"John Edwards is a devastatingly effective VP"
by wade norris, Thu Jun 05, 2008 at 12:35:51 PM EDT
EDWARDS WINS ON THE ROAD
We are now closer to the general, and we must win the election this fall. Time to rally behind the best ticket, and who the people already know and can get behind...
because Edwards said at one point he was not interested in VP, let me put this up, which basically reversed that statment
Mr. Edwards has carefully played down his aspirations for an administration role. In an interview in January, he said he would not accept a vice-presidential spot or Cabinet position. "No, absolutely not," he said, shaking his head emphatically when asked.
But privately, he told aides that he would consider the role of vice president, and favored the position of attorney general, which would appeal to his experience of decades spent in courtrooms as a trial lawyer in North Carolina; and his desire to follow in the footsteps of Robert F. Kennedy, one of his heroes.
EDWARDS WINS ON THE ROAD....SurveyUSA has been putting out an interesting series of Obama-McCain polls where they test possible VP choices. In some ways, the polls were badly done -- what's the point of asking people if they prefer Obama-Sebelius to McCain-Pawlenty in Virginia, where nobody knows who Sebelius or Pawlenty are? It might've been better to test, say, Mark Warner there. (You wanted Jim Webb? He's a good Senator and all, but you really need to read Kathy Geier on this.)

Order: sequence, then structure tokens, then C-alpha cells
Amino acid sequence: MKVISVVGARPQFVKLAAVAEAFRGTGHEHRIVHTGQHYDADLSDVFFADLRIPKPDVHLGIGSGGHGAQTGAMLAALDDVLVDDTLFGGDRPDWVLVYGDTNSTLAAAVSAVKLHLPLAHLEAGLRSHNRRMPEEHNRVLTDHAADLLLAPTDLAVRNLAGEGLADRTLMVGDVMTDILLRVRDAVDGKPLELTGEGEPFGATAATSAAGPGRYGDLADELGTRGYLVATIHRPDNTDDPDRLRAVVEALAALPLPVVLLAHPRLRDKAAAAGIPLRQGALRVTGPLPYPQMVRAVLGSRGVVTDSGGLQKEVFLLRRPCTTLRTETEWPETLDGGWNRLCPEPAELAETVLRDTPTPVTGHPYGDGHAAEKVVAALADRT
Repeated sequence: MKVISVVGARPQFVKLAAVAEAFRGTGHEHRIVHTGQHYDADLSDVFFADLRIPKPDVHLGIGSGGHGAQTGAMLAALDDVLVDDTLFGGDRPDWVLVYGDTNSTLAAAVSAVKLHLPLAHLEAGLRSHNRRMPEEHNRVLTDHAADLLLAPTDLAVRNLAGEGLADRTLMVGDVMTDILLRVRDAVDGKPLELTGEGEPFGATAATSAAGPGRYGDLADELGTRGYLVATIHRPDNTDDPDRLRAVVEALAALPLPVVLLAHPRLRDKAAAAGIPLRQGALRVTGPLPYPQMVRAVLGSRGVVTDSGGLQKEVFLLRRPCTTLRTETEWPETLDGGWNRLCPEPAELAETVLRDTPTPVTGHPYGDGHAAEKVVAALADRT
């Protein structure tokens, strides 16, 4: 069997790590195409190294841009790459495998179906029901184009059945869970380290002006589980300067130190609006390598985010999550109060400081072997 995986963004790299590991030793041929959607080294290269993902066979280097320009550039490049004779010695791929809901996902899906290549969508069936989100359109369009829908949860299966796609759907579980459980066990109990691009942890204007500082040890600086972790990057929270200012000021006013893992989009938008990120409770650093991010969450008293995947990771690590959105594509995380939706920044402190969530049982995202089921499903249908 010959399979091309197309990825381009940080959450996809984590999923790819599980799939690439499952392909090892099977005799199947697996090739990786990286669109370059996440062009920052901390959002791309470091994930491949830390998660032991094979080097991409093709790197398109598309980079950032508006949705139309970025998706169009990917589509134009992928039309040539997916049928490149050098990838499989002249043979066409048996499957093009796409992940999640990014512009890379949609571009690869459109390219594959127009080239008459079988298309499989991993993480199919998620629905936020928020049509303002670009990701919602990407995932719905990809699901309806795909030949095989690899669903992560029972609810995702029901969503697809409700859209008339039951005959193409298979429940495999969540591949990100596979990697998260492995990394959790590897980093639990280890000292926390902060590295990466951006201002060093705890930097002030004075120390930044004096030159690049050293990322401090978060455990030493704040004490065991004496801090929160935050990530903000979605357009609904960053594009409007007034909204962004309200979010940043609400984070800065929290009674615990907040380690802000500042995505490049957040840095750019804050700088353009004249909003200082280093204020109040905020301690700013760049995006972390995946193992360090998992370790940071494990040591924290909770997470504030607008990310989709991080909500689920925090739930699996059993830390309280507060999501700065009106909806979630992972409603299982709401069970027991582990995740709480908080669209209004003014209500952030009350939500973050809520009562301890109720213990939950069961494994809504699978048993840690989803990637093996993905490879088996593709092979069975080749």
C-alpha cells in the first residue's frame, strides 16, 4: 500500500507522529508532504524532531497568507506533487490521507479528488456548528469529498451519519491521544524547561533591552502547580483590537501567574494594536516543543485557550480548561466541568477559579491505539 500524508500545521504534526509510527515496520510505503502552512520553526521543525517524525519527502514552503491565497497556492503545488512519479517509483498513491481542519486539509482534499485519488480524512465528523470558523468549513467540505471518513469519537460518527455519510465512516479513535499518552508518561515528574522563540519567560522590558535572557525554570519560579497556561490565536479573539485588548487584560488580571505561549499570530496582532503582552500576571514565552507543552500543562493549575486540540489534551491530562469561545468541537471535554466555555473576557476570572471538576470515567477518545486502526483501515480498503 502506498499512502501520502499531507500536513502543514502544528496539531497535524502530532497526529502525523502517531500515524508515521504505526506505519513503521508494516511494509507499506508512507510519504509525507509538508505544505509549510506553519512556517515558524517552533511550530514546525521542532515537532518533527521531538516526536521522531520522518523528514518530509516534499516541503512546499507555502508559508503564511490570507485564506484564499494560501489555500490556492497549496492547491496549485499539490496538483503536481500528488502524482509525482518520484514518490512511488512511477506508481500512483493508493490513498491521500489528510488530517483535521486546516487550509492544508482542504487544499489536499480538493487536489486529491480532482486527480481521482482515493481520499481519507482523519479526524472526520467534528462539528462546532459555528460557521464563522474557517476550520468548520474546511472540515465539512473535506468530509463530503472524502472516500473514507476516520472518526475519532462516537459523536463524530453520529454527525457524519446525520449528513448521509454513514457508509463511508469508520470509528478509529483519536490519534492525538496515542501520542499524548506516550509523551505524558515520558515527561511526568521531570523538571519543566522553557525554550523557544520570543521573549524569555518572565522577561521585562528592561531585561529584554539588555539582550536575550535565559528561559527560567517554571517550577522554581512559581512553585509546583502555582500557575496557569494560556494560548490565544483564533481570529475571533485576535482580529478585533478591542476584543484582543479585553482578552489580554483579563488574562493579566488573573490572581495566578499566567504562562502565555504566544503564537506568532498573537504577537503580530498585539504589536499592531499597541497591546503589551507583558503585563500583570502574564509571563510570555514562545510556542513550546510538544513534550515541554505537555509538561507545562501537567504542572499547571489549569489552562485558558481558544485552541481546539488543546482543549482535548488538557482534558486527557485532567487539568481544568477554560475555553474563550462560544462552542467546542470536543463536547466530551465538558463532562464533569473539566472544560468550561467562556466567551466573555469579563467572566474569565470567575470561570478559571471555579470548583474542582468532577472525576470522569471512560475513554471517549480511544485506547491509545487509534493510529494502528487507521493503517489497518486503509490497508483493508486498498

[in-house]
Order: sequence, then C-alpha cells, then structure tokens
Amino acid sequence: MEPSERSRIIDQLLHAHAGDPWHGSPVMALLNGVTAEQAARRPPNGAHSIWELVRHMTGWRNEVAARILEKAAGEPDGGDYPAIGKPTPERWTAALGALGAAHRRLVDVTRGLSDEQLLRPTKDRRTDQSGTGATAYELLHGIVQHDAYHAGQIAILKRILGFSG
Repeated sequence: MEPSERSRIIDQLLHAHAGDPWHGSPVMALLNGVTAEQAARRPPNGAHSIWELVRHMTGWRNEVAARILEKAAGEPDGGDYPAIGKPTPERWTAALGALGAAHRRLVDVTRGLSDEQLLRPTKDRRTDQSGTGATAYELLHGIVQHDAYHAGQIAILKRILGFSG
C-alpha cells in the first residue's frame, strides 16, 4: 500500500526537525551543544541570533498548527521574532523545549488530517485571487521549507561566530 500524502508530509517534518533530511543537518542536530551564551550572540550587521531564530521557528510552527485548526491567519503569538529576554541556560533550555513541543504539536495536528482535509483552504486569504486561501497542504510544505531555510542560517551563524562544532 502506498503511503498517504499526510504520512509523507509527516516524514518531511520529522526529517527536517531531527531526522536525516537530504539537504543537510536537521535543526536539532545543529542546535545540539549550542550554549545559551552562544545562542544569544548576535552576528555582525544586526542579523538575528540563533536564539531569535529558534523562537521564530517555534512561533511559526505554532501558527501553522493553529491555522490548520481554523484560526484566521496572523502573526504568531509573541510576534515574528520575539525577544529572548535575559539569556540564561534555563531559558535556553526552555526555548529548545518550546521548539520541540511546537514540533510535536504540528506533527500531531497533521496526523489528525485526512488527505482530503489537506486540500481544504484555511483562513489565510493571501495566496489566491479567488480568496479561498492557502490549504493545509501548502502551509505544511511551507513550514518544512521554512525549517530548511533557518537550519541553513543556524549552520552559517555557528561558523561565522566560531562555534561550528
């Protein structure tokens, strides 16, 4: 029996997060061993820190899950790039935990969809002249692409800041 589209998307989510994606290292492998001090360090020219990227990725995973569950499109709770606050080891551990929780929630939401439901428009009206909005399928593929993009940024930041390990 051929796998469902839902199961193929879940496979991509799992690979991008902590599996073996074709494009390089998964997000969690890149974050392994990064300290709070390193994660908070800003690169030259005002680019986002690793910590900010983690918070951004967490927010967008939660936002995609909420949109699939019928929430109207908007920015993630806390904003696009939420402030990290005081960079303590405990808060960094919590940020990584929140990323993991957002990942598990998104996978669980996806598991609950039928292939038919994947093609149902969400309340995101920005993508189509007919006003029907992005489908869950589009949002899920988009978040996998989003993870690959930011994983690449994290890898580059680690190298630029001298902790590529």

The one thing that the polls do show, though, is that John Edwards is a devastatingly effective VP choice for Obama. He performs equal or better than the other Democrats in their home states and helps Obama beat McCain's VP picks in their home states.
Take Pennsylvania, where Ed Rendell is a popular governor. But against any Republican pairing, an Obama/Edwards ticket does better than Obama/Rendell by 3 to 5 points, and leaves every other pairing far behind. There's no reason to consider Rendell for VP against numbers like this -- John Edwards can beat him in the state he's supposed to secure.
Or take Kansas, where Kathleen Sebelius is popular. An Obama/Edwards ticket does better than Obama/Sebelius against two opponents, while Obama/Sebelius does better than Obama/Edwards against two. There still is good reason to consider Sebelius, in part because her history of converting Republicans would reinforce Obama's message of national unity (which I find annoying, but whatever). But it's pretty impressive that Edwards is neck-and-neck with her on her home turf.
Now some will accuse me of beating the drums on this one, but let's face it, it is not going to be HRC, and the next most popular democratic candidate nationally and especially in red state blue collar states where Obama needs a boost, is John Edwards- heck he even got 7% in West Virginia.
He basically tied Wes Clark in Oklahoma in 2004 (whom I think the Clintons talked into running to blunt John Edwards appeal) and he can pull in more southern voters in states like Virginia, North Carolina, Georgia, and Mississippi.
As Mudcat Saunders said:
The Reagan Democrats want to come home, they are just dying to come home," he said. "All we just got to get a tent big enough to let them in."
Indeed, with Obama pulling in 95% of the Black vote in the south, and Edwards adding the white working class Reagan democrats, we could bring back into the fold the south, whom Lyndon Johnson knew the Democrats would lose for a generation with the voting rights act.
Well that generation has come today.